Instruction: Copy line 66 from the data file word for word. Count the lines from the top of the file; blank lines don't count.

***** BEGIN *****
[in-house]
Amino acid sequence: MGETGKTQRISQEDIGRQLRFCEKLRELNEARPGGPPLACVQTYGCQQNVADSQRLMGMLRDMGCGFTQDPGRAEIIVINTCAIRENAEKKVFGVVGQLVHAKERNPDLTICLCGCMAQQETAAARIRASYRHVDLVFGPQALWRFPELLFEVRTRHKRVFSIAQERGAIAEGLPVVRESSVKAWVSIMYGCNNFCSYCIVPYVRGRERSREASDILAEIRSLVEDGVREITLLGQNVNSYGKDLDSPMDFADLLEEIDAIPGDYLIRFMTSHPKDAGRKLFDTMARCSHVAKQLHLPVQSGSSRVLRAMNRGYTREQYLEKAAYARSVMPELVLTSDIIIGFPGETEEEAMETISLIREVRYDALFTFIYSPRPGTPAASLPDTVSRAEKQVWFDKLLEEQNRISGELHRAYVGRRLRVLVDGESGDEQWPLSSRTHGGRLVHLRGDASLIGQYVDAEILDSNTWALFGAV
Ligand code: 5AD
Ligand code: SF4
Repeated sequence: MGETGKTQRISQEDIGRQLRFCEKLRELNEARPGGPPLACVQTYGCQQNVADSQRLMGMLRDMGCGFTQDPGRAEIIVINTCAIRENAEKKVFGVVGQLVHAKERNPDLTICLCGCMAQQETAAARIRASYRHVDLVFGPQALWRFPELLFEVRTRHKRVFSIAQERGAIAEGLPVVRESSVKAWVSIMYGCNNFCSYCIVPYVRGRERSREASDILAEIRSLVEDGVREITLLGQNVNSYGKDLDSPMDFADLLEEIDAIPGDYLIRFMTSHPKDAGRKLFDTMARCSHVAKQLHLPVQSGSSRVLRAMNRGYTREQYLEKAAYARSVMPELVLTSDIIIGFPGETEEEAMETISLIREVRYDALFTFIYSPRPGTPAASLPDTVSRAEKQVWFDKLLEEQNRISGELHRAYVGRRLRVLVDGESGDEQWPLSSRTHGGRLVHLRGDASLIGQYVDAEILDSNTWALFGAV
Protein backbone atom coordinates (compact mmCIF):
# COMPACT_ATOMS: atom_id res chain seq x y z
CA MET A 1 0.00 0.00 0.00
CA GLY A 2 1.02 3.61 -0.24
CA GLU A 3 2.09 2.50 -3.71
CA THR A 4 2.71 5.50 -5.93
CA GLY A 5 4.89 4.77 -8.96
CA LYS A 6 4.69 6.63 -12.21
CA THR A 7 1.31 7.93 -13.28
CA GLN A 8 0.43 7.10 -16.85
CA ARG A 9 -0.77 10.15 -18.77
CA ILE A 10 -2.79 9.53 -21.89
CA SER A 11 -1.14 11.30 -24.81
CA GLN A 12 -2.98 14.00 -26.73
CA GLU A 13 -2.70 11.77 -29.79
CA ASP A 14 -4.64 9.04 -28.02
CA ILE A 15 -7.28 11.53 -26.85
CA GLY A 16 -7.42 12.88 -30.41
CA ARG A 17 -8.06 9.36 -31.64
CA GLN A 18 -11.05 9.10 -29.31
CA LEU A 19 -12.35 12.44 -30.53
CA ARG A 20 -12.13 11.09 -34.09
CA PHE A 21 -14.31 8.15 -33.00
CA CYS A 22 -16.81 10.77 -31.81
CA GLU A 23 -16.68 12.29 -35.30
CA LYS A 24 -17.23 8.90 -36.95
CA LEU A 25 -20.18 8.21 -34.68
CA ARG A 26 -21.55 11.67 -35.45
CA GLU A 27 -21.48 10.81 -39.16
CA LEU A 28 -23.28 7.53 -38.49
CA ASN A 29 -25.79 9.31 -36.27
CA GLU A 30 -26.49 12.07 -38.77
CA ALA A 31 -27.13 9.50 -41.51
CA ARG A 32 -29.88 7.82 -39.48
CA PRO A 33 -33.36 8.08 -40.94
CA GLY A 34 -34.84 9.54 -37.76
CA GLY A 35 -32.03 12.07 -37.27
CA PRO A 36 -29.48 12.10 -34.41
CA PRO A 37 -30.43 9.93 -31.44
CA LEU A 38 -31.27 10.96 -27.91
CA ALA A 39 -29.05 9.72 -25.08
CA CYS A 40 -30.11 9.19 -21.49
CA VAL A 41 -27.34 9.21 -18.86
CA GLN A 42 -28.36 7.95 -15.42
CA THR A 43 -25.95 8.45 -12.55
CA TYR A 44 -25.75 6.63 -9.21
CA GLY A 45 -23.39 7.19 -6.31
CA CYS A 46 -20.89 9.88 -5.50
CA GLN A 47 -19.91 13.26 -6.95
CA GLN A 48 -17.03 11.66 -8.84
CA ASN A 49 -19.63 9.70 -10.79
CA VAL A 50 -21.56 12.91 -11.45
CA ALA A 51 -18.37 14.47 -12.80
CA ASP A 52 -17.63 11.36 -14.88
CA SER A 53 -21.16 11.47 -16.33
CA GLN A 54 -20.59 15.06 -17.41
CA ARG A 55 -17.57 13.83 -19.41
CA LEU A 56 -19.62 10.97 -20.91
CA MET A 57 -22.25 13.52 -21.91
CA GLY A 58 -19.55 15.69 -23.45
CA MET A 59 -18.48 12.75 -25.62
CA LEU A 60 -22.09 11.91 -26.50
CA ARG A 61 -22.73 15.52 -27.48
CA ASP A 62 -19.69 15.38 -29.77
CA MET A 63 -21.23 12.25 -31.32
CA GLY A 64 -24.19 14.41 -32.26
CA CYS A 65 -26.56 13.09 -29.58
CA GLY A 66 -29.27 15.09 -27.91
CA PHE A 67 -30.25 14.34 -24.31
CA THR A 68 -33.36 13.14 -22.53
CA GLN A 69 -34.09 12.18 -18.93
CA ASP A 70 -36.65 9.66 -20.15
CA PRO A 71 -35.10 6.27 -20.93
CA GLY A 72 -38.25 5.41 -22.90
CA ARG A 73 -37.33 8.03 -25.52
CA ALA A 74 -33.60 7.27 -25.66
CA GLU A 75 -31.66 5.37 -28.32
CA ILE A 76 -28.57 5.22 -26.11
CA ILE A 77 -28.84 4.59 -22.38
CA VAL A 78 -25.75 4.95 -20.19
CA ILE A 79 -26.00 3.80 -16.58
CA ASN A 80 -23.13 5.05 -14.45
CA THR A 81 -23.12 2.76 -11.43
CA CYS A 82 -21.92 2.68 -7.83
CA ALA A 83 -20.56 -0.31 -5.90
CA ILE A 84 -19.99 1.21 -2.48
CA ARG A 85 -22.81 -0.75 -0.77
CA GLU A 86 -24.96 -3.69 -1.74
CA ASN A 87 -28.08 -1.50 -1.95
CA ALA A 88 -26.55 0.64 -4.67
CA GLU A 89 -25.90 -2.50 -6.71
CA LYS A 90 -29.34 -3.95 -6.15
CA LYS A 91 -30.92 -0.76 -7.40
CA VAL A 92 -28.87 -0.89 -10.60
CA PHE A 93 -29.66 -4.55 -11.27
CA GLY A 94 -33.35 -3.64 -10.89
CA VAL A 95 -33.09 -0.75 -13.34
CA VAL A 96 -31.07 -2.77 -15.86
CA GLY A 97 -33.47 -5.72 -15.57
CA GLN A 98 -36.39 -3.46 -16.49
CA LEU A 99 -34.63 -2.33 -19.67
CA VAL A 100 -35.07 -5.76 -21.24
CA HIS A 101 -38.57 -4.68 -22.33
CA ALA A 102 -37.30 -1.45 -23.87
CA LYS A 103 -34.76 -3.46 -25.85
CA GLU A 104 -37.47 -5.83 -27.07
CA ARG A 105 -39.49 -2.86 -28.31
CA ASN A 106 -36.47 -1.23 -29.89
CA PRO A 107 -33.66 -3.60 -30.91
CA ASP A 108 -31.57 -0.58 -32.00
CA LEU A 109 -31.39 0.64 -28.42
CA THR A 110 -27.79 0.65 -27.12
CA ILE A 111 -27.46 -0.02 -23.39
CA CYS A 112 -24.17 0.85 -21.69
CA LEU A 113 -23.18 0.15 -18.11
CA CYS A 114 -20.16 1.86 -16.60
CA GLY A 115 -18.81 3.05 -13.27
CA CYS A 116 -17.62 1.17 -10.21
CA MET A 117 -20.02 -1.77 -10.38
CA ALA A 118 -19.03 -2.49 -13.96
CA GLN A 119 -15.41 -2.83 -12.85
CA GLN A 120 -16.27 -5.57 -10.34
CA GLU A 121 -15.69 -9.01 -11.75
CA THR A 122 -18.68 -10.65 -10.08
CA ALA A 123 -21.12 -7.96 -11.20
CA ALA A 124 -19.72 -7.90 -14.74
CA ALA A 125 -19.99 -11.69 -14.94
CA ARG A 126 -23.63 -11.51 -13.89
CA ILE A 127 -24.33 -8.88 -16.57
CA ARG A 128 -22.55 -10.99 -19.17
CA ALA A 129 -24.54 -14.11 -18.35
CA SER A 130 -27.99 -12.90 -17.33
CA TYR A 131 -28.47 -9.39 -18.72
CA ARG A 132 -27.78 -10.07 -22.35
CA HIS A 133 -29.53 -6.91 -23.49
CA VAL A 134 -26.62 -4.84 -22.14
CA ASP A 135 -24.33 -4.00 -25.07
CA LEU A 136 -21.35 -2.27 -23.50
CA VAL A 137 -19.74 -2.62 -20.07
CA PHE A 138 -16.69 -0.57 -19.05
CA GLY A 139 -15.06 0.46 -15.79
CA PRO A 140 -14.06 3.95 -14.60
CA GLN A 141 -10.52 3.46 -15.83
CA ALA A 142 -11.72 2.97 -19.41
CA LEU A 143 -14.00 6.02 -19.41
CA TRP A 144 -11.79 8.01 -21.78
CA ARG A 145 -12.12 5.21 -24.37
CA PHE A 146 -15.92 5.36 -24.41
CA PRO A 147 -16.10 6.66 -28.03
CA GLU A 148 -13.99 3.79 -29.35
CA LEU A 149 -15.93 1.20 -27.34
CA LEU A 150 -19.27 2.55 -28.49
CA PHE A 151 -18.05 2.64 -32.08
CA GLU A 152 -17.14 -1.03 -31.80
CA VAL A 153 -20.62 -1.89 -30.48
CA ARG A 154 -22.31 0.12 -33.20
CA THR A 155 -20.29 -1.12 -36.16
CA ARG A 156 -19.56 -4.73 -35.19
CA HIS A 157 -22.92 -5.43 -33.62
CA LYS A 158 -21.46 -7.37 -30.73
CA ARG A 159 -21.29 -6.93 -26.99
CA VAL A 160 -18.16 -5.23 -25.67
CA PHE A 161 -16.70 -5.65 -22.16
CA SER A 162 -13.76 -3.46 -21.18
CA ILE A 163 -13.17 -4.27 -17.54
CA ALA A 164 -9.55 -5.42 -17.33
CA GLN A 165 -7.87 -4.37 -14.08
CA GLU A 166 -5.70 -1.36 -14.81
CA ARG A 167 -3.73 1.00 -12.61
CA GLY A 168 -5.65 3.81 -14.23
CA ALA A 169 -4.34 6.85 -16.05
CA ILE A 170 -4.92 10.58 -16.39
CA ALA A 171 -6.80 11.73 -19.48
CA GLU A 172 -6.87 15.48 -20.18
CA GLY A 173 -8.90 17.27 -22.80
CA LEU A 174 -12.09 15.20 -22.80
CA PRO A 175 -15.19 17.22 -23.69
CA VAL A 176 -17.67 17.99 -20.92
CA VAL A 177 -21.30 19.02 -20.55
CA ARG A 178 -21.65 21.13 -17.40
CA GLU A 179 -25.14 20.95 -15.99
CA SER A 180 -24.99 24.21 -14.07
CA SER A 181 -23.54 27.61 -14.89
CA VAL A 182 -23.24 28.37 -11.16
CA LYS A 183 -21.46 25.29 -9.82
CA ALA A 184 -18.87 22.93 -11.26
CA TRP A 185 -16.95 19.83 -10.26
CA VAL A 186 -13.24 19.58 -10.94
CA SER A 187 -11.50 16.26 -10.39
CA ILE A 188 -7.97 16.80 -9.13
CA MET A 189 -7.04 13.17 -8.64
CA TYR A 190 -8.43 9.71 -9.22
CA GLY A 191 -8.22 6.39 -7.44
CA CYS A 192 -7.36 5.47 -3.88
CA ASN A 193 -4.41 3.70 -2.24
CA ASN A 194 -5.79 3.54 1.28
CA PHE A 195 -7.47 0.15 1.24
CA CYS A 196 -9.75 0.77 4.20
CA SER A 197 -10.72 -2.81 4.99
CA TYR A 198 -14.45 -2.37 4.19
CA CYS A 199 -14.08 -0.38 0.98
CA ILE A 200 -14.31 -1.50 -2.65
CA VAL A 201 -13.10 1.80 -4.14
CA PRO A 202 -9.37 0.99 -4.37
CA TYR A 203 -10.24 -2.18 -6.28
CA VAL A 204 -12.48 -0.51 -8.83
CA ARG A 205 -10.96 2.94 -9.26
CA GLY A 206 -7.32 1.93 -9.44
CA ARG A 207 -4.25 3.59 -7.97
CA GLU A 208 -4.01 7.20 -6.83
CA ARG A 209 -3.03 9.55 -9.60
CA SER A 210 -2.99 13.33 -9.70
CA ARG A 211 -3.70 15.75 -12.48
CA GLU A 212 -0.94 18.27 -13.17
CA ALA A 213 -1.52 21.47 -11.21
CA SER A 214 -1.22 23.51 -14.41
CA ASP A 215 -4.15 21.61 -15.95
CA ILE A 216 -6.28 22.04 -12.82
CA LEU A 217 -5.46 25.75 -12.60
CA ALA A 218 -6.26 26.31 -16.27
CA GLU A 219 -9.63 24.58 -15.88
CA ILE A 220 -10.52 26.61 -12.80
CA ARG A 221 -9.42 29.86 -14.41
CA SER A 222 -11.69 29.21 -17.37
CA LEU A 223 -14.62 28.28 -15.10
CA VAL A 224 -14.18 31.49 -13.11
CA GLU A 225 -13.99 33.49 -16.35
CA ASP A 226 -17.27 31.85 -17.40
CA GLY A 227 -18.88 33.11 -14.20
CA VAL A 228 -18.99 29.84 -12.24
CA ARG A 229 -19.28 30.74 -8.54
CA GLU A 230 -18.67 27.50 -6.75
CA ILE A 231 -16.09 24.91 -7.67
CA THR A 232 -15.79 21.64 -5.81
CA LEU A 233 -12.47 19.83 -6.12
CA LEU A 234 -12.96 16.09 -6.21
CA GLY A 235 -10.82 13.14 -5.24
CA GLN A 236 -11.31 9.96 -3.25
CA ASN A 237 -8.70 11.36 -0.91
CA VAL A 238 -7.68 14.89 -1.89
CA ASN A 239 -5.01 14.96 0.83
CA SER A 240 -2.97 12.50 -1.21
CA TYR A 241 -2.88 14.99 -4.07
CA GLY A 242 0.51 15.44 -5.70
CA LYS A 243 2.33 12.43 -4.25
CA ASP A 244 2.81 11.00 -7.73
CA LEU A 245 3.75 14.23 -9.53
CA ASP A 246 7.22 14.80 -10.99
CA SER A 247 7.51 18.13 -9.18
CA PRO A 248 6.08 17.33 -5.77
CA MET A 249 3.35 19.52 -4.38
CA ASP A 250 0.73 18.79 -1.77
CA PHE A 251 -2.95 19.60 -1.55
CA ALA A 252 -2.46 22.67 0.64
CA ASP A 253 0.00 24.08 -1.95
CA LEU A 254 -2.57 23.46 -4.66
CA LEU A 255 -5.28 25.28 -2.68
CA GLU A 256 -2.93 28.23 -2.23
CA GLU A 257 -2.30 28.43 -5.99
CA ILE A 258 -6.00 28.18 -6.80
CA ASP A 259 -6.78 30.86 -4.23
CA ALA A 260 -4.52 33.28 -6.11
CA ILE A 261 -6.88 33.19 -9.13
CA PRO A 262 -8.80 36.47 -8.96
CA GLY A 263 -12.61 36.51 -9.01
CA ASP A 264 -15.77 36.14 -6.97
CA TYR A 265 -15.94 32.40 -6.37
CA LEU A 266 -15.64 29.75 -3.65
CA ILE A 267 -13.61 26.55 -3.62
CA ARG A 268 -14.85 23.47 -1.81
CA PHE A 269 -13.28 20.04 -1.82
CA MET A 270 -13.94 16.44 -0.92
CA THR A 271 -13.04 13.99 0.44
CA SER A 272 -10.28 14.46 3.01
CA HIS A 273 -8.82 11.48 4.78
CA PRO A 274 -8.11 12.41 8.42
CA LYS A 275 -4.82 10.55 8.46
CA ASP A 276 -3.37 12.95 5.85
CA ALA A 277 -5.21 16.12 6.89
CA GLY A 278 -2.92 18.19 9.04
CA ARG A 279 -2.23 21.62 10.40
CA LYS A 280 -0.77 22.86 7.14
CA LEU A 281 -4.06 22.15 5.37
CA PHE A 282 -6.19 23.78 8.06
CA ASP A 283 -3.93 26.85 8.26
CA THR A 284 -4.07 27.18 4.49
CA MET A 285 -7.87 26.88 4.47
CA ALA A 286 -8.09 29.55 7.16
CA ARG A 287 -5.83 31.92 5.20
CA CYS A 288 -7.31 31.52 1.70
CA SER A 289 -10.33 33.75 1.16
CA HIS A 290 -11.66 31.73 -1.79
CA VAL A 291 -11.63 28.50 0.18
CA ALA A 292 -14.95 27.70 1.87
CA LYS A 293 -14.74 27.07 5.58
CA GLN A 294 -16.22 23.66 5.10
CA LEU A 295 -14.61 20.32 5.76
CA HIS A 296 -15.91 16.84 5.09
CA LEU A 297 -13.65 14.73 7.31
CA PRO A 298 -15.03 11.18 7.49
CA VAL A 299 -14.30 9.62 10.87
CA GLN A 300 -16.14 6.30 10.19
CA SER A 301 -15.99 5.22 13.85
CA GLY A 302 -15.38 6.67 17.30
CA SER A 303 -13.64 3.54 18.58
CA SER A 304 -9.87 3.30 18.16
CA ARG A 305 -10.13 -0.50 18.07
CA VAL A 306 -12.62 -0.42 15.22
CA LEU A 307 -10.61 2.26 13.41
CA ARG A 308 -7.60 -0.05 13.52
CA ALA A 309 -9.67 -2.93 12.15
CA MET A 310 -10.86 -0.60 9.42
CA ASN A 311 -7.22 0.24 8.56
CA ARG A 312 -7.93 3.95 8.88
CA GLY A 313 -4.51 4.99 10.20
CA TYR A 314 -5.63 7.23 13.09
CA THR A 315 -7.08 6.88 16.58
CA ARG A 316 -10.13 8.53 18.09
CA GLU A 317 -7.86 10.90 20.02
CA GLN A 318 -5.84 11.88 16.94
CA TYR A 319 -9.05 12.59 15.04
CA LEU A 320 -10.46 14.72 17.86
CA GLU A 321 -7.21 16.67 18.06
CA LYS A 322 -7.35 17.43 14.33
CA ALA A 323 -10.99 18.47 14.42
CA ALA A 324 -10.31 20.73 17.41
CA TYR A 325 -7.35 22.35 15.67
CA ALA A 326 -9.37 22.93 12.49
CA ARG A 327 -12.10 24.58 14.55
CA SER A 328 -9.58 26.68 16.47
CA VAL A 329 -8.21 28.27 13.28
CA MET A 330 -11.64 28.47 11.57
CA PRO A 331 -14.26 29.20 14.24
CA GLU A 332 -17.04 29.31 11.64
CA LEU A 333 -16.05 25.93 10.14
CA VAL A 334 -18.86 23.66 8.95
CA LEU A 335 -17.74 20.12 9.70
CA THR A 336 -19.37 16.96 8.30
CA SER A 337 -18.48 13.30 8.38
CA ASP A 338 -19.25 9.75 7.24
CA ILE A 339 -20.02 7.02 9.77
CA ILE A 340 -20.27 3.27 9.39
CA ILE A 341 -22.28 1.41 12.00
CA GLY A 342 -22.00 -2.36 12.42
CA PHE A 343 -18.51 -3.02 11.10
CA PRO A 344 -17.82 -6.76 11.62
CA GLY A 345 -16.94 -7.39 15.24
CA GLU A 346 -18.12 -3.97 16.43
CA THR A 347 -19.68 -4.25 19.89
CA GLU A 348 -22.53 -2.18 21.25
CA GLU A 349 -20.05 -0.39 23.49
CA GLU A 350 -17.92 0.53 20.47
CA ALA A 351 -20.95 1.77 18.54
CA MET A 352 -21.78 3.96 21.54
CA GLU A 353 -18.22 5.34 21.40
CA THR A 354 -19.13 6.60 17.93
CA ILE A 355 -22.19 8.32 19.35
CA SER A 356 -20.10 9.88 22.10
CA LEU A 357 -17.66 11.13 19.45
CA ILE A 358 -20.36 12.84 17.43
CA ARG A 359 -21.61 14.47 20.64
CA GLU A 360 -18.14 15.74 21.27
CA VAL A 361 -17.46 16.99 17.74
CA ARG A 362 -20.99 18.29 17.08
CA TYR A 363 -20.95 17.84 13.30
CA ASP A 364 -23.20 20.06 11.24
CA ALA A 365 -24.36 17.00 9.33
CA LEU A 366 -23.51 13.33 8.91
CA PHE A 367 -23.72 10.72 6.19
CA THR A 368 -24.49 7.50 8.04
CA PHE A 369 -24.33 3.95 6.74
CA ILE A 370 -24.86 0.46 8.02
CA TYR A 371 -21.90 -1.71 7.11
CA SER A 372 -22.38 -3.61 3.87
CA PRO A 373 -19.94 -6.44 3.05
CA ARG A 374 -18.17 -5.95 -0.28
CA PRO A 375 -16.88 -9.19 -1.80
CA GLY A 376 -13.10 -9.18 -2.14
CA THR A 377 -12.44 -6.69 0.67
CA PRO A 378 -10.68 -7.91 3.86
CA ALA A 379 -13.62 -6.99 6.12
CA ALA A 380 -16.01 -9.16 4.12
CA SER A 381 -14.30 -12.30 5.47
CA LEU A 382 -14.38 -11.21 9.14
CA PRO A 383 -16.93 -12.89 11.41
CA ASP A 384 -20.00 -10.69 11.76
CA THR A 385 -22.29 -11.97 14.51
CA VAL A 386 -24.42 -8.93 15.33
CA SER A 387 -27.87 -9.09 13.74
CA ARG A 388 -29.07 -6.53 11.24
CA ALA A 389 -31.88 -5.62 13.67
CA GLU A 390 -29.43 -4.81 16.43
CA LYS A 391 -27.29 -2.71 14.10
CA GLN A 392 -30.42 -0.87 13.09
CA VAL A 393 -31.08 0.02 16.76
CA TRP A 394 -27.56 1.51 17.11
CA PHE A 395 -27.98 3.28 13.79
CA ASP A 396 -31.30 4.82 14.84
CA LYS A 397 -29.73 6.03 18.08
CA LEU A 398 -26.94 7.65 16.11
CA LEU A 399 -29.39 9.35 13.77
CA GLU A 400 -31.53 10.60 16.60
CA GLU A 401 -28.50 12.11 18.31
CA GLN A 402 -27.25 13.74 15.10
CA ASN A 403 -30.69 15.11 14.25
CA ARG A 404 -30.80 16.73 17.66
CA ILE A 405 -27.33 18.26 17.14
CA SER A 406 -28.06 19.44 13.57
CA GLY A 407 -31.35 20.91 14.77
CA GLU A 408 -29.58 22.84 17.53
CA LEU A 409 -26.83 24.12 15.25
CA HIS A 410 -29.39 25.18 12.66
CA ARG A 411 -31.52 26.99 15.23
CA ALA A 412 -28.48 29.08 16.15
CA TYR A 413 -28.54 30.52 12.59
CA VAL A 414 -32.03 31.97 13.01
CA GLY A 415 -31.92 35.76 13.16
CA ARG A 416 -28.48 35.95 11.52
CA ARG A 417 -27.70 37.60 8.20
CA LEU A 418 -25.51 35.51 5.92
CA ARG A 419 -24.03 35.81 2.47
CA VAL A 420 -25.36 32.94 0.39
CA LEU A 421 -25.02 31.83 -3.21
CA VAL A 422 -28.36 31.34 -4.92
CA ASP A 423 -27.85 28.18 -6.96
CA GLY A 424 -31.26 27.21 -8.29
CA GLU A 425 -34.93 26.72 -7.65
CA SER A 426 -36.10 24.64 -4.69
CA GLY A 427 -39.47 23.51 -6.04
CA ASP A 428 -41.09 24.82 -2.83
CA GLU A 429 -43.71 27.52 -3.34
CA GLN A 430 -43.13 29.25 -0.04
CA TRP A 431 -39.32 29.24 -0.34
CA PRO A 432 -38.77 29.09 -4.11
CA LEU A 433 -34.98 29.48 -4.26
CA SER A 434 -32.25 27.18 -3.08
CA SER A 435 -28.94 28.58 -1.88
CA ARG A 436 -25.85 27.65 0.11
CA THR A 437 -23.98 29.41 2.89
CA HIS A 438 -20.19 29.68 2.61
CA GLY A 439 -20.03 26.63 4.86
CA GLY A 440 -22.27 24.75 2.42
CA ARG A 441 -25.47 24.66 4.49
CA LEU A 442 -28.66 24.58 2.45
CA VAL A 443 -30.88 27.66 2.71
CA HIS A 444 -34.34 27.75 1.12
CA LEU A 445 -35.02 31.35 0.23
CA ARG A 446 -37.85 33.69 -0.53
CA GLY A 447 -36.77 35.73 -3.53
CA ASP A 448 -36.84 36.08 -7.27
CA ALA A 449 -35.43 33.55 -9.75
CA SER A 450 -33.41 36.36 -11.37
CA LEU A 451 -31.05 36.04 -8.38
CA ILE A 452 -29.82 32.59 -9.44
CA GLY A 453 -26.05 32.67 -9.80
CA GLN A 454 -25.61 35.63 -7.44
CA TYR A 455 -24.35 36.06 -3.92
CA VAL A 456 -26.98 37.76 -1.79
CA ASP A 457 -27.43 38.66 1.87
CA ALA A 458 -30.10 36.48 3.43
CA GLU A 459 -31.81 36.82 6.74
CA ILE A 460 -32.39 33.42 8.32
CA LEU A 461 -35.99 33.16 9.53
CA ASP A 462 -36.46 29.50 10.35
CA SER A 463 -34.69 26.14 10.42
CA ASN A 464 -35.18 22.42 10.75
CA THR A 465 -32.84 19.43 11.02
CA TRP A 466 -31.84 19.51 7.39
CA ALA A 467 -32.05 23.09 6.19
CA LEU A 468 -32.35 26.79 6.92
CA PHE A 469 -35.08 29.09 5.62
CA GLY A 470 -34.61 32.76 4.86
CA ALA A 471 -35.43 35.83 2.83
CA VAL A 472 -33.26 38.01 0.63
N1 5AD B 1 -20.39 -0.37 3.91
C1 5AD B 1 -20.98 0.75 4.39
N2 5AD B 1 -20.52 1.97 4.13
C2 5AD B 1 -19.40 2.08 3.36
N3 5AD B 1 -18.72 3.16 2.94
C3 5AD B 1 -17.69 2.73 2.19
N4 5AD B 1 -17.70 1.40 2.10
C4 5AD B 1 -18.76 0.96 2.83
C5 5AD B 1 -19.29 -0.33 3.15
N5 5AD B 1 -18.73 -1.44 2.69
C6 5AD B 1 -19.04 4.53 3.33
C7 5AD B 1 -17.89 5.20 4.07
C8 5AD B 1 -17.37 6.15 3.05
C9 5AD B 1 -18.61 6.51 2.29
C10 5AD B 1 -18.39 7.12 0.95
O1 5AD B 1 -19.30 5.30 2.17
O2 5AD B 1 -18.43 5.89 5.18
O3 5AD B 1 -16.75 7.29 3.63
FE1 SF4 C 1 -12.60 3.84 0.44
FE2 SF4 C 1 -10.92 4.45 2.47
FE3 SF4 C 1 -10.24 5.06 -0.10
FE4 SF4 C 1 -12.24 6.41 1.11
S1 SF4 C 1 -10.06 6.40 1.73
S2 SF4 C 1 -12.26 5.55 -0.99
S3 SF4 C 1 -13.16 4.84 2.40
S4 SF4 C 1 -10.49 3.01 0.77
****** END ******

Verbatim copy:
CA MET A 59 -18.48 12.75 -25.62